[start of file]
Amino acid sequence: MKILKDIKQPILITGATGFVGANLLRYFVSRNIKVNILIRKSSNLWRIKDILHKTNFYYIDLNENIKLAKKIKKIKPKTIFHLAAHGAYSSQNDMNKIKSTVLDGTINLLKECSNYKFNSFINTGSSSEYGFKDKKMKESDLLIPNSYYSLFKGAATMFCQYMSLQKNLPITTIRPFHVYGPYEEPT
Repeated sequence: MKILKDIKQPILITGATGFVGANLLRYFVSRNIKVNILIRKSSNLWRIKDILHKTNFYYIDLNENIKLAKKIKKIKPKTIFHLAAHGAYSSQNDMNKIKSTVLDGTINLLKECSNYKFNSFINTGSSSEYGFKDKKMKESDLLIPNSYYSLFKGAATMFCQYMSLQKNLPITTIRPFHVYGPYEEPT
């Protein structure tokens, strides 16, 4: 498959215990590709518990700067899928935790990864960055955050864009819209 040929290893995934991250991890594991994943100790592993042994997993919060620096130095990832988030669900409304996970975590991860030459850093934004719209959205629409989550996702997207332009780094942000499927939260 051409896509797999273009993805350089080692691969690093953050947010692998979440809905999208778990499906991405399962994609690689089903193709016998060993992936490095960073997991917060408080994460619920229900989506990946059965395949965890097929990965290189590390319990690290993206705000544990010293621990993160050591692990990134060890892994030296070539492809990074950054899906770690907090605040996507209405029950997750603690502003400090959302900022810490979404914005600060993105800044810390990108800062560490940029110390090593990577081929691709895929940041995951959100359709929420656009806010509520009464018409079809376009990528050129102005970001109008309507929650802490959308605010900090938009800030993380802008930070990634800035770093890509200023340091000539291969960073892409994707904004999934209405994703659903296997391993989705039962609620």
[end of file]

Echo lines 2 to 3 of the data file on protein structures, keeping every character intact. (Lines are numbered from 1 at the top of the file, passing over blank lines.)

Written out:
Repeated sequence: MKILKDIKQPILITGATGFVGANLLRYFVSRNIKVNILIRKSSNLWRIKDILHKTNFYYIDLNENIKLAKKIKKIKPKTIFHLAAHGAYSSQNDMNKIKSTVLDGTINLLKECSNYKFNSFINTGSSSEYGFKDKKMKESDLLIPNSYYSLFKGAATMFCQYMSLQKNLPITTIRPFHVYGPYEEPT
């Protein structure tokens, strides 16, 4: 498959215990590709518990700067899928935790990864960055955050864009819209 040929290893995934991250991890594991994943100790592993042994997993919060620096130095990832988030669900409304996970975590991860030459850093934004719209959205629409989550996702997207332009780094942000499927939260 051409896509797999273009993805350089080692691969690093953050947010692998979440809905999208778990499906991405399962994609690689089903193709016998060993992936490095960073997991917060408080994460619920229900989506990946059965395949965890097929990965290189590390319990690290993206705000544990010293621990993160050591692990990134060890892994030296070539492809990074950054899906770690907090605040996507209405029950997750603690502003400090959302900022810490979404914005600060993105800044810390990108800062560490940029110390090593990577081929691709895929940041995951959100359709929420656009806010509520009464018409079809376009990528050129102005970001109008309507929650802490959308605010900090938009800030993380802008930070990634800035770093890509200023340091000539291969960073892409994707904004999934209405994703659903296997391993989705039962609620």